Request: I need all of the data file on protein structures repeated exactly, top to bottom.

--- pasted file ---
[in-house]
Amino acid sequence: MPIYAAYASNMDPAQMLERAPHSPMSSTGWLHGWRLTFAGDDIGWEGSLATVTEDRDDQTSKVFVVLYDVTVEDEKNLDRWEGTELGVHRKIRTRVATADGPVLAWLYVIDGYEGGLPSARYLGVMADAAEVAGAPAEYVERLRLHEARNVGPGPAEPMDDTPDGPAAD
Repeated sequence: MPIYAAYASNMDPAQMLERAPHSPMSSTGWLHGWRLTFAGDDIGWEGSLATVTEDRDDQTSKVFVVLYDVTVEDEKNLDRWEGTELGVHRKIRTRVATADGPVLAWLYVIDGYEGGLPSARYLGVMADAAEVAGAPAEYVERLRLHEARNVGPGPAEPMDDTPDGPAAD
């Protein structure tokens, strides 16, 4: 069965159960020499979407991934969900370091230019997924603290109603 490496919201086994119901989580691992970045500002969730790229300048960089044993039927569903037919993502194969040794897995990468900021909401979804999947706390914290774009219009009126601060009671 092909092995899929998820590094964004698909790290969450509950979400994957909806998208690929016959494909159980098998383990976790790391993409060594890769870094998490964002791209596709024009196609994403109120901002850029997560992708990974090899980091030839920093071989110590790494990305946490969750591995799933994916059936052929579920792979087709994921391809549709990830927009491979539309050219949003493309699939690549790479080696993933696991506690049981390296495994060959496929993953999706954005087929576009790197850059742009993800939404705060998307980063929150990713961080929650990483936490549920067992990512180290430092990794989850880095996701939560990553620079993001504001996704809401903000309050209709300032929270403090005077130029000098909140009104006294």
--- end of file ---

[in-house]
Amino acid sequence: MPIYAAYASNMDPAQMLERAPHSPMSSTGWLHGWRLTFAGDDIGWEGSLATVTEDRDDQTSKVFVVLYDVTVEDEKNLDRWEGTELGVHRKIRTRVATADGPVLAWLYVIDGYEGGLPSARYLGVMADAAEVAGAPAEYVERLRLHEARNVGPGPAEPMDDTPDGPAAD
Repeated sequence: MPIYAAYASNMDPAQMLERAPHSPMSSTGWLHGWRLTFAGDDIGWEGSLATVTEDRDDQTSKVFVVLYDVTVEDEKNLDRWEGTELGVHRKIRTRVATADGPVLAWLYVIDGYEGGLPSARYLGVMADAAEVAGAPAEYVERLRLHEARNVGPGPAEPMDDTPDGPAAD
């Protein structure tokens, strides 16, 4: 069965159960020499979407991934969900370091230019997924603290109603 490496919201086994119901989580691992970045500002969730790229300048960089044993039927569903037919993502194969040794897995990468900021909401979804999947706390914290774009219009009126601060009671 092909092995899929998820590094964004698909790290969450509950979400994957909806998208690929016959494909159980098998383990976790790391993409060594890769870094998490964002791209596709024009196609994403109120901002850029997560992708990974090899980091030839920093071989110590790494990305946490969750591995799933994916059936052929579920792979087709994921391809549709990830927009491979539309050219949003493309699939690549790479080696993933696991506690049981390296495994060959496929993953999706954005087929576009790197850059742009993800939404705060998307980063929150990713961080929650990483936490549920067992990512180290430092990794989850880095996701939560990553620079993001504001996704809401903000309050209709300032929270403090005077130029000098909140009104006294």